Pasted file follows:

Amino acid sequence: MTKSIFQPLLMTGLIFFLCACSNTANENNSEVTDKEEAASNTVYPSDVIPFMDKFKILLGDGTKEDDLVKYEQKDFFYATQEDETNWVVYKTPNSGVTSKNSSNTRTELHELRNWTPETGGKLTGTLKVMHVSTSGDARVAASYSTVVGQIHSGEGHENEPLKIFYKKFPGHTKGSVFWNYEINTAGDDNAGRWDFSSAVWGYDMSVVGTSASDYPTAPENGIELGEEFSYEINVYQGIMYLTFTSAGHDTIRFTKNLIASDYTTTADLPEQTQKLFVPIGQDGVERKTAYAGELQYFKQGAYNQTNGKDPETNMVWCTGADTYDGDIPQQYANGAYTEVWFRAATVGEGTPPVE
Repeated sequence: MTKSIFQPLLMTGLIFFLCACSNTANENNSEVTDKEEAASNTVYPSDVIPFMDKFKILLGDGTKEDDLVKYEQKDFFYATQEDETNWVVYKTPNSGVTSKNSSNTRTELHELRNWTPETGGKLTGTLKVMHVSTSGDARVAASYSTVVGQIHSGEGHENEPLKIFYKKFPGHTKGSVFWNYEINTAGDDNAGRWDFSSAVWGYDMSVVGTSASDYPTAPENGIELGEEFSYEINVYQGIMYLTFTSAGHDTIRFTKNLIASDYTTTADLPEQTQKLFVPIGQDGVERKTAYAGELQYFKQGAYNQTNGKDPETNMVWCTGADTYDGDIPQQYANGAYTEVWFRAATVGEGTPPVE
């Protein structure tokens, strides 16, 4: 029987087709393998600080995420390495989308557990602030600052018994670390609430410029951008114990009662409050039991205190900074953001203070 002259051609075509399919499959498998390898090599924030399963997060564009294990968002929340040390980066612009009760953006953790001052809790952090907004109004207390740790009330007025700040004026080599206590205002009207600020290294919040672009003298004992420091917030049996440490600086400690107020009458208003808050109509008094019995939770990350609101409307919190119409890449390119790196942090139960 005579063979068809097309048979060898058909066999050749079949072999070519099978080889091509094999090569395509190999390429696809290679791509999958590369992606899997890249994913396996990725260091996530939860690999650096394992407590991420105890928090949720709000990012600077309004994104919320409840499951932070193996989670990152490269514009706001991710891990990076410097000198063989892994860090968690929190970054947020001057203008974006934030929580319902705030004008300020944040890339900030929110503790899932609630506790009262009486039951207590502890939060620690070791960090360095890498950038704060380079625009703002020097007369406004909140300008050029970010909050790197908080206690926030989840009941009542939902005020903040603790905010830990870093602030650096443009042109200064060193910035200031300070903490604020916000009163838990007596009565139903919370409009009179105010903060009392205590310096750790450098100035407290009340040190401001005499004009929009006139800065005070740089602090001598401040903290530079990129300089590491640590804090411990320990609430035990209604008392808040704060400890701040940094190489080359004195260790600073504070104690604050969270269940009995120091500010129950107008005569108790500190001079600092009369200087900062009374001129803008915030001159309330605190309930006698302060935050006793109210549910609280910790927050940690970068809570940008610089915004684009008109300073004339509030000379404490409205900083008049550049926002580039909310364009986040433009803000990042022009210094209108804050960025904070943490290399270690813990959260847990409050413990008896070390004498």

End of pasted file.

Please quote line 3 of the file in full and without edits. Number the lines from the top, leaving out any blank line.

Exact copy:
């Protein structure tokens, strides 16, 4: 029987087709393998600080995420390495989308557990602030600052018994670390609430410029951008114990009662409050039991205190900074953001203070 002259051609075509399919499959498998390898090599924030399963997060564009294990968002929340040390980066612009009760953006953790001052809790952090907004109004207390740790009330007025700040004026080599206590205002009207600020290294919040672009003298004992420091917030049996440490600086400690107020009458208003808050109509008094019995939770990350609101409307919190119409890449390119790196942090139960 005579063979068809097309048979060898058909066999050749079949072999070519099978080889091509094999090569395509190999390429696809290679791509999958590369992606899997890249994913396996990725260091996530939860690999650096394992407590991420105890928090949720709000990012600077309004994104919320409840499951932070193996989670990152490269514009706001991710891990990076410097000198063989892994860090968690929190970054947020001057203008974006934030929580319902705030004008300020944040890339900030929110503790899932609630506790009262009486039951207590502890939060620690070791960090360095890498950038704060380079625009703002020097007369406004909140300008050029970010909050790197908080206690926030989840009941009542939902005020903040603790905010830990870093602030650096443009042109200064060193910035200031300070903490604020916000009163838990007596009565139903919370409009009179105010903060009392205590310096750790450098100035407290009340040190401001005499004009929009006139800065005070740089602090001598401040903290530079990129300089590491640590804090411990320990609430035990209604008392808040704060400890701040940094190489080359004195260790600073504070104690604050969270269940009995120091500010129950107008005569108790500190001079600092009369200087900062009374001129803008915030001159309330605190309930006698302060935050006793109210549910609280910790927050940690970068809570940008610089915004684009008109300073004339509030000379404490409205900083008049550049926002580039909310364009986040433009803000990042022009210094209108804050960025904070943490290399270690813990959260847990409050413990008896070390004498």